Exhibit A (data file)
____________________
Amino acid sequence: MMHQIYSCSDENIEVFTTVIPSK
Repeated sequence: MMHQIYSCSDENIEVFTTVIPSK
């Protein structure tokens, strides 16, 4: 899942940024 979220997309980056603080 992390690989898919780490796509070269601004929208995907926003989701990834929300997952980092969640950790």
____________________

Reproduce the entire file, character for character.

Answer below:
Amino acid sequence: MMHQIYSCSDENIEVFTTVIPSK
Repeated sequence: MMHQIYSCSDENIEVFTTVIPSK
């Protein structure tokens, strides 16, 4: 899942940024 979220997309980056603080 992390690989898919780490796509070269601004929208995907926003989701990834929300997952980092969640950790």